Tuesday, August 31, 2010

On the Phone with US Officials

This morning, at 6am Pacific Time, I participated in a conference call hosted by the US Dept. of State, USCIS, and the US Embassy Officials in Kathmandu. 

The organization of efforts since Aug. 6th, and the expediency in which the US seems to be dealing with these Nepalese adoptions is encouraging for those of us waiting on the other end.  It appears they are going to make every effort to not only process each case as quickly as possible, but also keep us all informed as to where in the process we might be. At least where in the queue we landed.

Though they were unable to give specifics on 'how long will this take?", they are sending boosted personnel to Kathmandu in order to handle the 80 pending adoption cases.  Each case will be different, therefore it's difficult to determine how long this "proof of supporting evidence" will take.  This is based on Proof of Orphan Status as outlined by US Immigration Laws.  There has also been an (one?) approval since all of this started, which is so great to hear!  So now maybe only 79 pending cases?

This call has left me nervous and at the same time relieved.  Nervous; does he have the right evidence?  Will I come this far and be denied?  Relieved; the US Govt. seems committed to process all of these cases to conclusion.

My hope is that no parent that is currently in Nepal will have to come home while their case is being reviewed.  I can't imagine how hard it would be for the children to be having regular visits from their family, and then to be told the family had to return to the United States, and may or may not come back for them.  It's already hard enough to establish trust with these children who have been left by adults at least once already in their short lives, let alone to have it happen again, especially while in the process of trying to bond.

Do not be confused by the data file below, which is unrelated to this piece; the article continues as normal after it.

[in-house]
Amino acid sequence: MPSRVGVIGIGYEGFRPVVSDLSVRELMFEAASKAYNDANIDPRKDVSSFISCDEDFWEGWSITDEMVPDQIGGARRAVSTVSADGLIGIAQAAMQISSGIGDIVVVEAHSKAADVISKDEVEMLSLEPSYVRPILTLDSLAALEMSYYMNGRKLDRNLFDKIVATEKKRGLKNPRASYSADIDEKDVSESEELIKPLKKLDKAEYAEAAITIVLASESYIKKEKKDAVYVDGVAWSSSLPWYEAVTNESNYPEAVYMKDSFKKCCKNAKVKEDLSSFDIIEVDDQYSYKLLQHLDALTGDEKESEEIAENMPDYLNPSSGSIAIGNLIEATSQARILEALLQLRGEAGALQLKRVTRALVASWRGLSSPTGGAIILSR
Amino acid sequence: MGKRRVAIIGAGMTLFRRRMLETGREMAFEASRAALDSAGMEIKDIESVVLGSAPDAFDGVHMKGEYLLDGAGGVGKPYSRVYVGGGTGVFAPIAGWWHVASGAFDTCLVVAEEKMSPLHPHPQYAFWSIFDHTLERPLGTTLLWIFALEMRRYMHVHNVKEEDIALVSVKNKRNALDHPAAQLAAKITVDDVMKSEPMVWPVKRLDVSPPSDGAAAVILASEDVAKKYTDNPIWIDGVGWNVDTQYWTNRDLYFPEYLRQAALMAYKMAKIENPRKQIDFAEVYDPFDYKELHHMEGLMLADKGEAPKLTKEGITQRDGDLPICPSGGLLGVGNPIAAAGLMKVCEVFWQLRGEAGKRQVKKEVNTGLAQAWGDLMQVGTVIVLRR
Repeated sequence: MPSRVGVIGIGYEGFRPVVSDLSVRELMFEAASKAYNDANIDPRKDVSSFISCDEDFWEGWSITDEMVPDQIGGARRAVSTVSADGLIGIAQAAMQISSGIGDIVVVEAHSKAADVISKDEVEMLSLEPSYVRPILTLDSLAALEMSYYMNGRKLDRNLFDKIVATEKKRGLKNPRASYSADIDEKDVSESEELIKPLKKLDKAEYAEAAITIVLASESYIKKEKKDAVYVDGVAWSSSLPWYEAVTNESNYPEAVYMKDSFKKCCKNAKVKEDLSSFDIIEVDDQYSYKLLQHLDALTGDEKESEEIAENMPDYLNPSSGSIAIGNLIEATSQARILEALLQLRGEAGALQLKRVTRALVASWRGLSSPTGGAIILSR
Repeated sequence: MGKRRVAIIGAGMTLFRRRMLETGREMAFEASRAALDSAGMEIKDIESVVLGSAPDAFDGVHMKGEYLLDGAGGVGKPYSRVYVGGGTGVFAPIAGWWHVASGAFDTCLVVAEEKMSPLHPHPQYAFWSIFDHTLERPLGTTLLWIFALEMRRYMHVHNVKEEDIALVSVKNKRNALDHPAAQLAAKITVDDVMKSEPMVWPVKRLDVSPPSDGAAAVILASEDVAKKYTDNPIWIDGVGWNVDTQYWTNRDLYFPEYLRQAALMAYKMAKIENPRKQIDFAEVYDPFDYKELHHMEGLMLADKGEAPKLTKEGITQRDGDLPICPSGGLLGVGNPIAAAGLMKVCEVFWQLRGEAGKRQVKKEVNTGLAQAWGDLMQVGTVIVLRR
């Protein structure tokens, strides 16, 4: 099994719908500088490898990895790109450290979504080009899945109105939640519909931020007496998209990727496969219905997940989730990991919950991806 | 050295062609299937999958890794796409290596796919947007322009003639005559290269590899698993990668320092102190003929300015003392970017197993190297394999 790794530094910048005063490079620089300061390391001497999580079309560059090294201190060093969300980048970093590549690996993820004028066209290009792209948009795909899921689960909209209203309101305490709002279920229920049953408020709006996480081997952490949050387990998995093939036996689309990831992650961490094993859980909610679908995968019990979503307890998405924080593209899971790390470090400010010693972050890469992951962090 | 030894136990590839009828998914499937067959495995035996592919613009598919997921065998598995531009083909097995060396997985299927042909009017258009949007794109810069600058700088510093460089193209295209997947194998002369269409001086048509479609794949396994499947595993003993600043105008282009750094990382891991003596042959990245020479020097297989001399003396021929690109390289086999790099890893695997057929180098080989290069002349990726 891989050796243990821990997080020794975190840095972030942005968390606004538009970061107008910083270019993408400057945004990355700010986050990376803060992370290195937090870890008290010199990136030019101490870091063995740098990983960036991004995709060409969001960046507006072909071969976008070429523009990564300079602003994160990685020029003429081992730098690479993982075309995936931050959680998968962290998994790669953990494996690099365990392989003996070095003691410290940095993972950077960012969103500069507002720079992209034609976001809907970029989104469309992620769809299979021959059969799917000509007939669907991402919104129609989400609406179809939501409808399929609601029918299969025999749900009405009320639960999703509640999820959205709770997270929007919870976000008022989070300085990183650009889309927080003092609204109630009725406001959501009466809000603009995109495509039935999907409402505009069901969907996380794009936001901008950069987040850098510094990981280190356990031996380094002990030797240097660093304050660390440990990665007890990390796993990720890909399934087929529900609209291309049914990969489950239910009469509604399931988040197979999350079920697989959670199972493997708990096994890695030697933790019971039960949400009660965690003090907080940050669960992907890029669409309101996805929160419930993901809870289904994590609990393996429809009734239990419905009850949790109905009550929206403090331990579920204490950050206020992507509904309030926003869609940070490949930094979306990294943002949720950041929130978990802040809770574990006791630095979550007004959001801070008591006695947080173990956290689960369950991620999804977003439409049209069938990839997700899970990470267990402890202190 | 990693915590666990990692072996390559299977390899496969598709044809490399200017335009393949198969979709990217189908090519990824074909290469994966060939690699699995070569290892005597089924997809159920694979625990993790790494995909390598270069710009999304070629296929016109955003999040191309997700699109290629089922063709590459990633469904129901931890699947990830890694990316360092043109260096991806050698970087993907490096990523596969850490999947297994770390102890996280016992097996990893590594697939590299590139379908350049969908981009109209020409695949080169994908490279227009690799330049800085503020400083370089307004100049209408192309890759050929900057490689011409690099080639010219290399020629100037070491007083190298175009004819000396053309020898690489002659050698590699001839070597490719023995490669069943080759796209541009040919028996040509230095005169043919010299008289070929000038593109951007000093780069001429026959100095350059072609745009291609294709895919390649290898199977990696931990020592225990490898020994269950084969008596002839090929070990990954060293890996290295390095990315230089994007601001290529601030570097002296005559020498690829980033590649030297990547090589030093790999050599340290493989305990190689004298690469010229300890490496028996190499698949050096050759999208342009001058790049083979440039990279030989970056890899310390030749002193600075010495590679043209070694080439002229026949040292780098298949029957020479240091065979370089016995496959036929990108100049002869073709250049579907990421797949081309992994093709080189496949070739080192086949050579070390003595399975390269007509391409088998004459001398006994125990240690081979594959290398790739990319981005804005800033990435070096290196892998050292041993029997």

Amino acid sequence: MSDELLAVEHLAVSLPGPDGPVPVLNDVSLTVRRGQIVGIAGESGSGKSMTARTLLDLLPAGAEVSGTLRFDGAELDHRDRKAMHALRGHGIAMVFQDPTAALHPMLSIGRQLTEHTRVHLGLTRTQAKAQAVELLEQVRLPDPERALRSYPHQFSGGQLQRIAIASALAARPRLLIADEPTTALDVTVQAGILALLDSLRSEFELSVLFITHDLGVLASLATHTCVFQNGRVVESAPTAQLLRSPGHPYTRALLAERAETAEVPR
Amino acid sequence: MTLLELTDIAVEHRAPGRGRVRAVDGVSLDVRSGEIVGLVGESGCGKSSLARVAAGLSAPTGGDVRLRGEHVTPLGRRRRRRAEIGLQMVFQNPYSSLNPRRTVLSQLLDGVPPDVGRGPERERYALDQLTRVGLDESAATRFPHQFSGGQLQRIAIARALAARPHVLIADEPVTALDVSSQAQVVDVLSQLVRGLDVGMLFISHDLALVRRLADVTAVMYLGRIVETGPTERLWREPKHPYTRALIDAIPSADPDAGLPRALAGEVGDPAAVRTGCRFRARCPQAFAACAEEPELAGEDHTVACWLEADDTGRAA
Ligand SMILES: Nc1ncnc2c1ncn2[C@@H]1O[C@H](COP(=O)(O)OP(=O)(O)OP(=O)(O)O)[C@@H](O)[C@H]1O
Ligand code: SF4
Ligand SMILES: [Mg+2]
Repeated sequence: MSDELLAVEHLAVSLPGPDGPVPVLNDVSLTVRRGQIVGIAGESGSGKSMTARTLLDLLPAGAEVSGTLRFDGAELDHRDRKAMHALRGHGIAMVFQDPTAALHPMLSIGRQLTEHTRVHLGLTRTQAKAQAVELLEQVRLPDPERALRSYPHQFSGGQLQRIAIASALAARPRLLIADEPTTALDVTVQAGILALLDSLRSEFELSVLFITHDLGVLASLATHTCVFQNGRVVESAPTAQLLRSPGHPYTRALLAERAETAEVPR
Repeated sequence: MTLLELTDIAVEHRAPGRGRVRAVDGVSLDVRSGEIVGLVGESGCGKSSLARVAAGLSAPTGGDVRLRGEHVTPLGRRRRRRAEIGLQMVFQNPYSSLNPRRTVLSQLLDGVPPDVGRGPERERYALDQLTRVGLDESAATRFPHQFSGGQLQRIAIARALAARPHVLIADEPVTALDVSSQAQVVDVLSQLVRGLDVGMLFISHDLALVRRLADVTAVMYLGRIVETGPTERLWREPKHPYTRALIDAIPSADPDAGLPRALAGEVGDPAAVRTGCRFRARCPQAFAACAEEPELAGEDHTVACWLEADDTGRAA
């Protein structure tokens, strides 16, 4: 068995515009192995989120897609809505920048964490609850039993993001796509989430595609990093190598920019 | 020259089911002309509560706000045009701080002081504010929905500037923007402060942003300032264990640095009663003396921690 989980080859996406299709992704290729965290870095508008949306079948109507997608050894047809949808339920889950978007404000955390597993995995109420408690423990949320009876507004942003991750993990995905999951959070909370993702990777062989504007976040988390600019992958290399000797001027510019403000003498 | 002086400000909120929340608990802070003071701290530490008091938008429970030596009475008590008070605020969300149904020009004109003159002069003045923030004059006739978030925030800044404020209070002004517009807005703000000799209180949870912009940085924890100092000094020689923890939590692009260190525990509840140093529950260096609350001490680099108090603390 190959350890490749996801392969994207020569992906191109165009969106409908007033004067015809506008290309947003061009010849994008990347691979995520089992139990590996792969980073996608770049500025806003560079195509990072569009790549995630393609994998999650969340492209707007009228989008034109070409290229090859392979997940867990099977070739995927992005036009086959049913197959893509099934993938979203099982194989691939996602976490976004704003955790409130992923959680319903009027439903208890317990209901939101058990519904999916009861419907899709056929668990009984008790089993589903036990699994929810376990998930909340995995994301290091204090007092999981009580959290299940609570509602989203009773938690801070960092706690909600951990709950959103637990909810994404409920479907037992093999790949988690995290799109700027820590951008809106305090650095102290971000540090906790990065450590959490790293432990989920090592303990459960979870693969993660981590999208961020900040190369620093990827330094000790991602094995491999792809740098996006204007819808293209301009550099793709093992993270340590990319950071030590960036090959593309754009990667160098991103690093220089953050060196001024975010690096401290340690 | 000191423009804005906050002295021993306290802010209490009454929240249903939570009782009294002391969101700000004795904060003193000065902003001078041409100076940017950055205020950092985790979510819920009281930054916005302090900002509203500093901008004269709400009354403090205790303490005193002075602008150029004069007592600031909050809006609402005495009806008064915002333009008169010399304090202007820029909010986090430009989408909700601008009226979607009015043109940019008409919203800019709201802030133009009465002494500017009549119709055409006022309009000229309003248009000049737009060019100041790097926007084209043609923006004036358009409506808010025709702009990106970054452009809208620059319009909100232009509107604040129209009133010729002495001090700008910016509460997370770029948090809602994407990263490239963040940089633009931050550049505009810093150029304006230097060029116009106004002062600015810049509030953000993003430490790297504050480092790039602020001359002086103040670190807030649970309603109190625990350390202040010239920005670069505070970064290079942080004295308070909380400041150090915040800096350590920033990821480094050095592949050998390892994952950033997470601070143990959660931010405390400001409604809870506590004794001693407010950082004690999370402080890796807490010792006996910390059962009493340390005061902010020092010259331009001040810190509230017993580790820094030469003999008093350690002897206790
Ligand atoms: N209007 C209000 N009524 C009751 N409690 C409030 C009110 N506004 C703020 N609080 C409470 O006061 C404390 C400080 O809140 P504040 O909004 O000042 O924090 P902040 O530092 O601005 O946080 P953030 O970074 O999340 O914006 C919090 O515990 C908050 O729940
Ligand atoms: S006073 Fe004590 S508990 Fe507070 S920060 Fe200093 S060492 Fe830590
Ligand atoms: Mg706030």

Keep your positivity flowing.  I can feel it!  Namaste.

Monday, August 30, 2010

Light, One Ray At a Time ~ Ping!

Many years ago I was camping in a snow cave.  It was supposed to be some clever way to fool Mother Nature into somehow using snow to keep warm.  It was also a great way to avoid having to carry a tent, along with my snowboard and pack, a laborious 10 miles in snowshoes.  It was a bad idea.  Each morning I would wake to a beautiful dawn, about as refreshed as one can be after sleeping fully clothed in a freezer on a block of ice.  Crawling out from my frozen nest, I would excitedly wait for the sun to rise from behind the mountain peaks.  One ray at a time would literally "ping" me with warmth and hope, until sun made it's way into full view, completely showering me in bliss.